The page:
I thought it would be useful to pool the Letterboxd community's extensive film knowledge to create a series of lists…
A man's got to know his limitations.
"Dirty" Harry Callahan is a San Francisco Police Inspector on the trail of a group of rogue cops who have taken justice into their own hands. When shady characters are murdered one after another in grisly fashion, only Dirty Harry can stop them.
It looks as though Harry Callahan is doomed never to be able to finish his junk food.
In Dirty Harry, he only gets one bite of his hot dog before it all goes off at a bank nearby. Aww shit. In Magnum Force he gets a few more bites down of a pretty nice looking burger before he involves himself in trying to prevent the hijacking of a plane, but he still doesn't manage the whole thing. At least these events cut some calories out of his diet.
Magnum Force is a hard film to approach in some ways and I think perhaps even more than Dirty Harry it needs to be rewatched. You can very easily come into Magnum…
I think, considering that Dirty Harry is one of my favourite films of all time, that I should probably take some kind of offence to Magnum Force. It's not even because it's not nearly as good, but more to do with the fact that it takes the character of Harry Callahan to places that I did not want to see him go to in this film's predecessor.
Dirty Harry got Callahan perfect - it's one of the reasons the film is so good. All we see is Callahan the cop. We don't see his home life, we don't know anything about him outside of his profession, and we don't want to know anything about them. So they had a major…
An interesting Dirty Harry film.
Good follow up to the first film. The tone is very similar-score is still great.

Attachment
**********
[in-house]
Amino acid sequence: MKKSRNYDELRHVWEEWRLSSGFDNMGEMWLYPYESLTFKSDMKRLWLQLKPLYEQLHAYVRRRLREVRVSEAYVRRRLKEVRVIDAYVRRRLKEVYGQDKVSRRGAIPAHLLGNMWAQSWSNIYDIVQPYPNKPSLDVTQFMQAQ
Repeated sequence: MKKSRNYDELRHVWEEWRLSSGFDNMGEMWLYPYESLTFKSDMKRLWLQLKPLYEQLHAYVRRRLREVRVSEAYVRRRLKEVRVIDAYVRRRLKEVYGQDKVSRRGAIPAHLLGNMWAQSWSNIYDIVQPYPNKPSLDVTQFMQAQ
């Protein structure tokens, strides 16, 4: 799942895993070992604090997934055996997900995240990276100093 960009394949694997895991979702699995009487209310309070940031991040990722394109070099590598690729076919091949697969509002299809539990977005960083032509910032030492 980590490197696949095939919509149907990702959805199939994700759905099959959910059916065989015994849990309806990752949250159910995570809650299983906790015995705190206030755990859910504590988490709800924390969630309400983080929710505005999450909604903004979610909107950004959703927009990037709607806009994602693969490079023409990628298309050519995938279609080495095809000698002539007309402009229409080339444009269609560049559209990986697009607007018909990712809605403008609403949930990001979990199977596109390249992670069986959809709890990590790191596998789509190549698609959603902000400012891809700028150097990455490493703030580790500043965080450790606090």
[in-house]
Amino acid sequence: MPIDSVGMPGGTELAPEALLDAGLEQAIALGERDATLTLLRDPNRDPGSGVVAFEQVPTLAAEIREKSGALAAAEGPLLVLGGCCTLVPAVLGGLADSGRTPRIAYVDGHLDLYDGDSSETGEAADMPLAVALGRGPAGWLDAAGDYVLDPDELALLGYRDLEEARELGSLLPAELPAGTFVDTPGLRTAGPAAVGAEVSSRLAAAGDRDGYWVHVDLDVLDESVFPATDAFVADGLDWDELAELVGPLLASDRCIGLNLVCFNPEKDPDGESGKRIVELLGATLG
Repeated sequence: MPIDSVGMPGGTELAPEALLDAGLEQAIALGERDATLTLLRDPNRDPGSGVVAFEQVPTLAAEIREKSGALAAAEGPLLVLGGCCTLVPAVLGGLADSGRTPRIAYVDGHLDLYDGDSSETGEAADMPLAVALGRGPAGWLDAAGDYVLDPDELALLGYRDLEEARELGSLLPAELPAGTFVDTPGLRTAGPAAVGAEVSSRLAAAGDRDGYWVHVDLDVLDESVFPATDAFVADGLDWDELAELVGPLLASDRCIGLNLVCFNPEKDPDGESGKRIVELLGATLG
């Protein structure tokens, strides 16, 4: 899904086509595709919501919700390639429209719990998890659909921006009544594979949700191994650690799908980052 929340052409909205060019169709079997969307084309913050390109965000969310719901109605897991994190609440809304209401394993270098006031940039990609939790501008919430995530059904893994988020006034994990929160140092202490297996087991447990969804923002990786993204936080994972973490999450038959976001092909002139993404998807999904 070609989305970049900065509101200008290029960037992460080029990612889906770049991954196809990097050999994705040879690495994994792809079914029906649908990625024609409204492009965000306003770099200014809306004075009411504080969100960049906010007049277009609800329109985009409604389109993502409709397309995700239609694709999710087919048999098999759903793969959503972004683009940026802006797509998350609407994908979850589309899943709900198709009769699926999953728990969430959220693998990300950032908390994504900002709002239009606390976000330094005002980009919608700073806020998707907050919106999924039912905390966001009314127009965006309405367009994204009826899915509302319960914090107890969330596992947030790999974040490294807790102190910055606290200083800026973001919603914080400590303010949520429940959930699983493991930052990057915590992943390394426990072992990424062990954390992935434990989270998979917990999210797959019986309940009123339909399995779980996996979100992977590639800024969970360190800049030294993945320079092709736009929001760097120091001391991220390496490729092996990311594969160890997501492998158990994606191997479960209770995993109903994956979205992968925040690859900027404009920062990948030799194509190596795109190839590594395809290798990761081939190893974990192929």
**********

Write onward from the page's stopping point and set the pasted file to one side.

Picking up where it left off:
The plane sequence is cool.
Eastwood is great again in his role.
Holbrook is a great addition. I like the chemistry between him and Eastwood.
The plot is what makes this film so interesting. Vigilante cops are killing known criminals that have slipped through the justice system for a variety of reasons. Eastwood is brought in to investigate when it's not known whose behind the killings-he pieces things together and when confronted by the killers he says a line that made me rethink what I thought about the character of Dirty Harry in the first film. 'I think you've misjudged…
"A man should know his limitations" - Harry Callahan
And yet there were still three more of these movies to come.
After Dirty Harry I swore off the other 4 films in the franchise but my recent impromptu Eastwood marathon called for more, more, more. Magnum Force lives up to its reputation as being a pretty decent sequel, in many ways it is as good as the original. It's not as dark and brooding but it makes up for it with an interesting case for Callahan to work and a pretty great first act. The major let down for me is the interminable endgame, is there any need for half an hour of chasing and fighting?
I used to prefer this one to DIRTY HARRY, but as interesting as the political back-pedaling is, it's just not quite as exciting or fast paced as the original. Still great, of course. And how exactly is a man supposed to discover his limitations? I feel like this vital piece of information is left out.
Part of Clintfest '13
Dirty Harry returns for this slick but unexceptional sequel, written by John Milius and Michael Cimino, in which Clint's staggeringly trigger-happy cop hunts down a vigilante who's offing drug dealers, mobsters and pimps - much like the idea pitched by Sam Rockwell in Seven Psychopaths.
It's a promising premise, but the potential to explore the morality of Callahan's own commitment to bloody violence is almost completely squandered. It isn't that the script doesn't want to engage with those ideas - that seems to be its raison d'etre - it's more that it doesn't know how, as it tries, and fails, to address the criticism directed at the fascist (though classic) original simply by having Clint murmur…